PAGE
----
My New Norfolk Is. Pine

tammypie(9)December 23, 2011

I purchased a small Norfolk Is. Pine today and wanted to know if I can repot it into a larger pot in spring and give it full sun, seeing other much bigger NIP's are growing in full sun.

Thanks, TammyPie

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tapla (mid-MI z5b-6a)

It's not that the plant can't/won't tolerate the photo load associated with full sun; more accurately, it doesn't tolerate the high leaf temperatures associated with the heat build-up in full sun sites. W/o good air movement and cool ambient temperatures, the leaves are much more likely to overheat and die in full indoor sun.

You can repot any time with little in the way of ill effects, if you're careful about your watering habits - especially until the newly increased soil volume is colonized by roots. This plant likes humidity & doesn't do well in the warm, dry, indoor conditions associated with centrally heated homes that don't have humidifiers. Ideal conditions would be something like: humidity 40% or higher, day temps between 55-60* with night temps being about 10* cooler than day temps, very bright indirect light, and a fast draining and well aerated soil.


    Bookmark   December 23, 2011 at 1:19PM
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I live about 3 miles inland from the Pacific, so I do know these plants love the coastal climate. We do have ocean breezes most of the time.

I don't want to keep it as a houseplant. I want to grow it outside in a larger pot. Can I keep it under a tree for partial shade, near a water fountain, where it can get some humidity?

I would like to take good care of this tree, and hopefully plant it outdoors so it grows into a large tree. They're beautiful.

Thanks, TammyPie

    Bookmark   December 23, 2011 at 11:14PM
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jean001a(Portland OR 7b)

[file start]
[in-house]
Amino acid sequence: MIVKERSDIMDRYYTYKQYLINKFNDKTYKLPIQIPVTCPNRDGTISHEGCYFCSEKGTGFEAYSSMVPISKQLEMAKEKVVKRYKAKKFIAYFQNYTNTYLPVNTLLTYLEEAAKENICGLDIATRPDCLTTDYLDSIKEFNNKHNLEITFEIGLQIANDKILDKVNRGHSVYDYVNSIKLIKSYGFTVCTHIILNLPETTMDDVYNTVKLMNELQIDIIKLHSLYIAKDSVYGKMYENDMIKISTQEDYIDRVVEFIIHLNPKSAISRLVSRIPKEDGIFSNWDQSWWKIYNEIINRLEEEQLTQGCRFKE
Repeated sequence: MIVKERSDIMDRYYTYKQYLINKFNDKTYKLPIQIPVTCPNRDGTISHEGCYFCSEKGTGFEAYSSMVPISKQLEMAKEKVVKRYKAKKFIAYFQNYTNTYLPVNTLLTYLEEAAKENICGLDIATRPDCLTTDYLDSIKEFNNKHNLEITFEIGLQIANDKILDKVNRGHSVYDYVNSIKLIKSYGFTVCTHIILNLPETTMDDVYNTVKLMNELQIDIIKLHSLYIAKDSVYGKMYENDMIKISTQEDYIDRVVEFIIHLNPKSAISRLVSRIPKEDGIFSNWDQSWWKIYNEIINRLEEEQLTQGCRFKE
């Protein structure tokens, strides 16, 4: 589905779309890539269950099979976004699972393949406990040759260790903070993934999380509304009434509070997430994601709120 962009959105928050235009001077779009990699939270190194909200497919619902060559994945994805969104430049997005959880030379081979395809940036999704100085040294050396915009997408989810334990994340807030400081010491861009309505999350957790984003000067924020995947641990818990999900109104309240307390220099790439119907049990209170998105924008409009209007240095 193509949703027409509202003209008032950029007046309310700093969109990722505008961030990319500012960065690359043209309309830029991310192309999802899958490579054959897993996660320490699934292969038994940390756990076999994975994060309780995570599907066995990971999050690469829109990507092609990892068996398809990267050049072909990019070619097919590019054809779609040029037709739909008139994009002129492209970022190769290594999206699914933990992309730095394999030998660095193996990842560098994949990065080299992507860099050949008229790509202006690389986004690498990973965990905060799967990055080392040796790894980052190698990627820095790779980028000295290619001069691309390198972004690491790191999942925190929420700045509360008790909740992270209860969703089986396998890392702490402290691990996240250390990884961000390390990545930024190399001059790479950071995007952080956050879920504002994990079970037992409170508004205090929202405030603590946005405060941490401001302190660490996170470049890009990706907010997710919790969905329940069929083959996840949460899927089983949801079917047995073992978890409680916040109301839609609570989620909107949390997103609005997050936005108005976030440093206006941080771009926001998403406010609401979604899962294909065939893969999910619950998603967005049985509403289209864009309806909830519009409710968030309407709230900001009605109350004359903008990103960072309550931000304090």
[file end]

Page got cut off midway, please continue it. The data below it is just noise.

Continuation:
To be a large tree -- how "large" is large by your definition? -- it needs to ultimately be in a humongous pot.

    Bookmark   December 24, 2011 at 1:30PM
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I don't plan to leave it in a pot - I want to plant it outdoors NOT IN A POT.


    Bookmark   December 25, 2011 at 2:18AM
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jean001a(Portland OR 7b)

I'm confused.

Dec 23, 11 at 23:14 you said "I want to grow it outside in a larger pot."

Then Dec 25, 11 at 2:18 you said "I want to plant it outdoors NOT IN A POT."

So is it that you want to transfer to a larger container now, then into the ground later? If so, that works.
Come spring, plant it in the garden where it has room to mature. If it was grown in a greenhouse, you would need to gradually accustom it to outdoor conditions.

If you purchased it from outdoor stock, then plant outdoors now.

The sooner the roots are in the ground, the better.

As for how much heat load it can tolerate or not, depends upon where you live. They do fine in coastal California.

who previously gardened for 30-some years in Long Beach, CA

    Bookmark   December 27, 2011 at 2:06PM
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Tammy, I too am confused. Pot or ground? lol.

How tall is your NIP? Either, or, they're slow-growers. A young Norfolk Pine will eventually heighten, but it can take years.

If you wanted a large tree, perhaps you should have purchsed a 3-4 footer. They're available everywhere, including Walmart. Not expensive either.

Norfolks do well in full sun, as long as soil doesn't dry too much and there's moisture in the air. When needles brown and drop, they don't regrow.
I do not suggest pruning upright NIP's. The top will never be the same.

Good luck, Toni

    Bookmark   December 27, 2011 at 2:49PM
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OK Jean

Let me clarify. I want to someday plant it outdoors either in my front or back yard. Of a house I don't own yet. Today, my NIP is in a 4-inch pot, it's small maybe 1 foot high at the moment. I want to plant it in a larger size pot. Where I live I am renting but don't plan on staying here forever. The next home I buy, I will plant the NIP.

I want to know, if I repot into a larger pot, can I keep it in full sun? One day it will be planted in the ground, at a property I own. So, what are the lighting requirements of a small, 4 inch NIP that will soon be transplanted into a much larger pot?